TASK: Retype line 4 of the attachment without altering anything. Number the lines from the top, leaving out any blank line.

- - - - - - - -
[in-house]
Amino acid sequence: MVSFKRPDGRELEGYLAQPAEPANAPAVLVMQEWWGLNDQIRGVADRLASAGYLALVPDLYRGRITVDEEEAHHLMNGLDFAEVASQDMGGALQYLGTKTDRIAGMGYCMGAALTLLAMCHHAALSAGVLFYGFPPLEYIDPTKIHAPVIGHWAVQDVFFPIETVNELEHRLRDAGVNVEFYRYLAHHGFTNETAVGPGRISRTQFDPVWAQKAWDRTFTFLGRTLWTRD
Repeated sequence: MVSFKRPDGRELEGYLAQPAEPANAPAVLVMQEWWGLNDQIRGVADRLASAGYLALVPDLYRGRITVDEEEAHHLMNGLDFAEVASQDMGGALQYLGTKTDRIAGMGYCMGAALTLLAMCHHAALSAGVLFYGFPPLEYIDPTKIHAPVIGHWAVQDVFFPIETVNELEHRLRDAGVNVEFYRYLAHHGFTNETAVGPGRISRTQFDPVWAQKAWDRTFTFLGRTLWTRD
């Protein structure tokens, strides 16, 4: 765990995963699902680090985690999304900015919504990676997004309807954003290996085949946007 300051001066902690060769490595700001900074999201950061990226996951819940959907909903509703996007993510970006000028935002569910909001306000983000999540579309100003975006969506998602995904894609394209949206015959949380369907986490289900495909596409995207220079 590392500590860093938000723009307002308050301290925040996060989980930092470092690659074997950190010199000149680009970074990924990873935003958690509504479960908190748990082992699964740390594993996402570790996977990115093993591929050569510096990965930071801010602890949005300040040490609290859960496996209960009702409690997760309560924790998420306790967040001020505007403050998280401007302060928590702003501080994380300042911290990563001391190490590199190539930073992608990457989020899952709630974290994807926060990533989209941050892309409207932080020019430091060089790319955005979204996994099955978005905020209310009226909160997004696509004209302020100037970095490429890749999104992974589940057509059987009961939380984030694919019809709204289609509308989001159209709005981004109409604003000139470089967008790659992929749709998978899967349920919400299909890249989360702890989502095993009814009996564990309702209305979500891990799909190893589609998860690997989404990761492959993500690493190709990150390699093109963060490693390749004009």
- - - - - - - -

């Protein structure tokens, strides 16, 4: 765990995963699902680090985690999304900015919504990676997004309807954003290996085949946007 300051001066902690060769490595700001900074999201950061990226996951819940959907909903509703996007993510970006000028935002569910909001306000983000999540579309100003975006969506998602995904894609394209949206015959949380369907986490289900495909596409995207220079 590392500590860093938000723009307002308050301290925040996060989980930092470092690659074997950190010199000149680009970074990924990873935003958690509504479960908190748990082992699964740390594993996402570790996977990115093993591929050569510096990965930071801010602890949005300040040490609290859960496996209960009702409690997760309560924790998420306790967040001020505007403050998280401007302060928590702003501080994380300042911290990563001391190490590199190539930073992608990457989020899952709630974290994807926060990533989209941050892309409207932080020019430091060089790319955005979204996994099955978005905020209310009226909160997004696509004209302020100037970095490429890749999104992974589940057509059987009961939380984030694919019809709204289609509308989001159209709005981004109409604003000139470089967008790659992929749709998978899967349920919400299909890249989360702890989502095993009814009996564990309702209305979500891990799909190893589609998860690997989404990761492959993500690493190709990150390699093109963060490693390749004009």